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Research shows older age and smoking are the most important risk factors for developing any cancer

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A project led by US researchers A new large study by the Cancer Society (ACS) shows that older age and smoking are the two most important risk factors associated with relative and absolute risk of developing any cancer over a five-year period. The findings also suggest that, in addition to age and smoking history, clinicians should consider excess body fat, any family history of cancer, and several other factors that may help patients determine whether they could benefit from increased cancer screening or preventive interventions. . The data were published today in the journal

Cancer .

“Single cancer type-specific screening recommendations are based on risk factors for that particular type of cancer,” said Dr. Alpa Patel, senior vice president of population sciences at the American Cancer Society, and lead author of the study. “Our findings are encouraging as we work to identify subgroups in the general population that could benefit from increased cancer screening and prevention.”

In this study, researchers analyzed two ACS prospective cohort studies, the Cancer Prevention Study-II Nutritional Cohort and the Cancer Prevention Study-3, to determine the association with any cancer over a five-year period. The absolute risk exceeds 2% of the associated risk factors. The authors studied 429,991 participants in the United States who had no previous personal history of cancer and were followed for up to five years. Multivariate Cox proportional hazards models were used to estimate hazard ratios (HR) and 95% confidence intervals for the association. Using these HRs, absolute risk by age is calculated using a personalized Coherent Absolute Risk Estimation.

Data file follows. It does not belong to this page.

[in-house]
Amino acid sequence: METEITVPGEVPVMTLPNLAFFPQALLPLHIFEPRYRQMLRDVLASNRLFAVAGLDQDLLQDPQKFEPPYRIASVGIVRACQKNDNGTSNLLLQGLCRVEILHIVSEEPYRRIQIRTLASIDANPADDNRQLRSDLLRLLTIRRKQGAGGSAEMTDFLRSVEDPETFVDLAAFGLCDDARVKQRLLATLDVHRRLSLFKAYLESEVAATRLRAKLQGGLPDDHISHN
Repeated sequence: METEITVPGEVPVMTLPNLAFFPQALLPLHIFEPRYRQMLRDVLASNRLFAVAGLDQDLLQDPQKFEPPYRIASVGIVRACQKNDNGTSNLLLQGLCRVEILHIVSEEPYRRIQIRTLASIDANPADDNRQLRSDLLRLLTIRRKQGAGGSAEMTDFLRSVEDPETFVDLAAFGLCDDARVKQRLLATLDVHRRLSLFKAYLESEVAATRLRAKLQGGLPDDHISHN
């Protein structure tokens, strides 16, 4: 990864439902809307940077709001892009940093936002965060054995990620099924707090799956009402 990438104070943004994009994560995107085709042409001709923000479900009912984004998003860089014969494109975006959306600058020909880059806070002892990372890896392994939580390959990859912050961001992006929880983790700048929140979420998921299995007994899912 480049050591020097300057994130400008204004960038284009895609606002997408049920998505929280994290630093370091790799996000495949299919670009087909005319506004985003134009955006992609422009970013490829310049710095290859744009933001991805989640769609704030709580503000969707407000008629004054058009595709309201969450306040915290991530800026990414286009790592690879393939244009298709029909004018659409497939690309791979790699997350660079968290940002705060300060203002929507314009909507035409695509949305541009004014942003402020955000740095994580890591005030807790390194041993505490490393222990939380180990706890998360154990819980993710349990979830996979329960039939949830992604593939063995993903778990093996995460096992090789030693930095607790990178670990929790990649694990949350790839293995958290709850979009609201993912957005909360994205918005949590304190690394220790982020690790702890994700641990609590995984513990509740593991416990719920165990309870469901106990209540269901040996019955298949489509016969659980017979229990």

Results showed that 15,226 invasive participants were diagnosed with cancer within five years of enrollment. The multivariate-adjusted relative risk of any cancer was strongest in current smokers compared with never-smokers. Among men, alcohol consumption, family history of cancer, red meat consumption and physical inactivity were also associated with risk. In women, body mass index (BMI), type 2 diabetes, hysterectomy, parity, family history of cancer, high blood pressure, tubal ligation, and physical inactivity were associated with cancer risk. The absolute five-year risk at age 50 was greater than 2% in nearly all people over age 50 and some people under age 50, including current or former smokers (less than 30 years after quitting) and long-term nonsmokers. 25 or a family history of grade 1 cancer. The absolute 5-year risk is as high as 29% for men and 25% for women.

“As we consider the likelihood that future tests may be able to identify several types of cancer, we need to start to understand who is most at risk of developing any type of cancer,” Patel said. “These types of data are not widely available, but are necessary to inform future screening options, such as blood-based early detection tests for multiple cancers that could help save lives.”

Even More information: Alpa V. Patel et al, Relative and absolute 5‐year cancer risk of key risk factors for enhanced cancer screening Detection and Prevention,

Cancer (2022). DOI: 10.1002/cncr.34396

Citation : Research shows that older age and smoking are the most important risk factors for developing any cancer (3 August 2022 Date), retrieved August 25, 2022 html

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